If implemented, it would require substantial negotiations and partnership with the provinces – this funding would allow a 50% reduction in the average fee for regulated early learning and child care in all provinces other than Quebec , to be offered by the end of 2022, and annually. the growth in the number of affordable child care spaces across the country. The system would be based on the Quebec model and would aim to offer childcare services across the country for an average of $ 10 / day over five years.
The budget also aims to directly grow businesses large and small through a recapitalization of the Strategic Innovation Fund, dedicated support for black women and entrepreneurs, and $ 4 billion in assistance for small businesses. so that they are competitive in the digital economy and the transition to electronic commerce. models.
Climate and environment
Budget 2021 promises that the government will announce “new more ambitious 2030 climate goals in the coming days” and allocate $ 17.6 billion in new investments to create green jobs, green the economy and the fight against climate change.
The political context on climate and the environment changed last week when the Conservatives announced a plan to fight climate change. This plan includes a commitment to meet Canada’s 2030 emissions reduction targets under the Paris Agreement and includes both a carbon price and a clean fuel standard – two policies the Conservatives have previously embraced. opposites.
With today’s budget, the Liberal government is essentially trying to set a new national bar for climate policy, committing to reduce GHG emissions by 36% from 2005 levels by 2030 (which goes beyond the Paris targets) and achieve net zero emissions by 2050. If this is achieved, these would be standards of international importance and leading.
The Prime Minister and several Cabinet members will attend the United States ‘Climate Leaders’ Summit this week, so stakeholders should watch for even more future announcements in this policy area. The credibility and ambition of each party’s climate policy will undoubtedly be at the heart of the next elections.
Official Opposition Leader Erin O’Toole said it was an election budget – a statement that may well turn out to be true. He also criticized the government for abandoning a traditional fiscal anchor and said the budget did not present a serious plan for economic recovery or to support workers and businesses. The Conservative Party has announced that it will be proposing amendments to the budget, and the Conservative caucus is expected to vote against the budget.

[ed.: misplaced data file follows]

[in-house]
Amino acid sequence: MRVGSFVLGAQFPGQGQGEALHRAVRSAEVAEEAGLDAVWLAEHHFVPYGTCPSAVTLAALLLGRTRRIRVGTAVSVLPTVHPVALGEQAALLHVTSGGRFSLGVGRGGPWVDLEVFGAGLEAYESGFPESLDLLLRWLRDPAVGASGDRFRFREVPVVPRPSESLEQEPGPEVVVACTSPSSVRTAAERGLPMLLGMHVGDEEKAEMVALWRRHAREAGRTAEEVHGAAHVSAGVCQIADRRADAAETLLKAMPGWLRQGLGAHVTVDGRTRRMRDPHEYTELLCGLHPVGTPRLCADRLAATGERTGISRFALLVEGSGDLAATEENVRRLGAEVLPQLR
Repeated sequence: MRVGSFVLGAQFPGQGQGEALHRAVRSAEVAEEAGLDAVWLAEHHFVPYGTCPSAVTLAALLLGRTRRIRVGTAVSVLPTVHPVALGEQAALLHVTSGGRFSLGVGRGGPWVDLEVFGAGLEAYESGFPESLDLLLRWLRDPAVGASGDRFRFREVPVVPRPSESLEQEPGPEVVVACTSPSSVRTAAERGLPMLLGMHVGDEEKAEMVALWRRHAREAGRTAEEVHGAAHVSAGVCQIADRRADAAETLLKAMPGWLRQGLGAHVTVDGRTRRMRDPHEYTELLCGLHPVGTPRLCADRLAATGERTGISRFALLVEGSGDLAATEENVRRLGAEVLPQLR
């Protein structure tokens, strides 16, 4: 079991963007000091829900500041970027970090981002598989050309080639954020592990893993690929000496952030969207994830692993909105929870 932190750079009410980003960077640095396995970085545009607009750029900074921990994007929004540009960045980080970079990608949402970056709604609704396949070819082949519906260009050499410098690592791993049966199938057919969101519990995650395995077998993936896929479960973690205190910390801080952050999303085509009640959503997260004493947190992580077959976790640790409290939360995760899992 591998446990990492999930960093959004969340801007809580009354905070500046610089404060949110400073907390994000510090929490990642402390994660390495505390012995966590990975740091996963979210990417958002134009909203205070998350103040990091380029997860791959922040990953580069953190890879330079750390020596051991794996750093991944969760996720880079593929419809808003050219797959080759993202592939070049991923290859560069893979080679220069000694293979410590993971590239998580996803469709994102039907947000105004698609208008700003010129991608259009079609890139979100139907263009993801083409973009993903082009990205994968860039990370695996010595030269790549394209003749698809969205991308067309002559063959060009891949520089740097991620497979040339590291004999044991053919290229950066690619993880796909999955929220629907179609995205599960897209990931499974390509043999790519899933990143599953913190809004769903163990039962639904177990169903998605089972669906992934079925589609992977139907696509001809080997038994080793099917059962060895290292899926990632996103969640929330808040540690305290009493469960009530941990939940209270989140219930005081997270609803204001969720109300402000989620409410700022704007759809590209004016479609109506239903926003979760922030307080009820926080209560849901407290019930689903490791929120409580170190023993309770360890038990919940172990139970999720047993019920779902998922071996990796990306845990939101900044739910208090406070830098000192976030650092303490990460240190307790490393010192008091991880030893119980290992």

NDP Leader Jagmeet Singh reiterated his calls for a wealth tax and criticized the Liberals for saying great things but not following policies like child care and insurance. drugs. Green Party leader Annamie Paul shared the latter sentiment and expressed doubts that this Parliament will last long enough to implement the programs proposed in the budget.
Bloc leader Yves-François Blanchet was more reserved in his judgment of the budget, but again called for an increase in the Canada health transfer to the provinces.
Importantly, the NDP has already indicated that it will not vote against the budget, so the government is unlikely to fall for confidence votes on this fiscal front. The budget will be debated for four days and will be the subject of three votes during this period, each of which can be considered a vote of confidence. The outcome of these votes is predictable and the chances of an election immediately after the budget are low.
The next big battle between the parties is likely to be the passage of the first Budget Implementation Act (BIA) by Parliament. For stakeholders, getting your spending in this BIA and seeing it passed before the end of this parliamentary session could be the difference between seeing the flow of relevant spending by spring or facing the uncertainty of a federal election.
Meanwhile, it is still possible to engage the entire Cabinet to influence some of the details and funding of specific programs outlined in this budget – and this is particularly the case for the $ 100 billion in economic stimulus spending. post-COVID.
Longer term, it’s easy to see the battle lines for a 2021 election drawn around this budget. The Conservatives will criticize the amount of spending and the NDP will question the credibility of the Liberal Party in delivering promised programs, while the Liberals will ask voters to trust them on both issues.
Ultimately, however, the timing of the elections will depend on the still uncertain deployment of vaccination and the public health conditions caused by the pandemic. The vaccine supply is far from guaranteed and has been interrupted or delayed by all suppliers. Minister Freeland’s speech underscored that the government expects to receive 100 million doses of the vaccine by September 2021 – enough for two doses for every adult who needs them.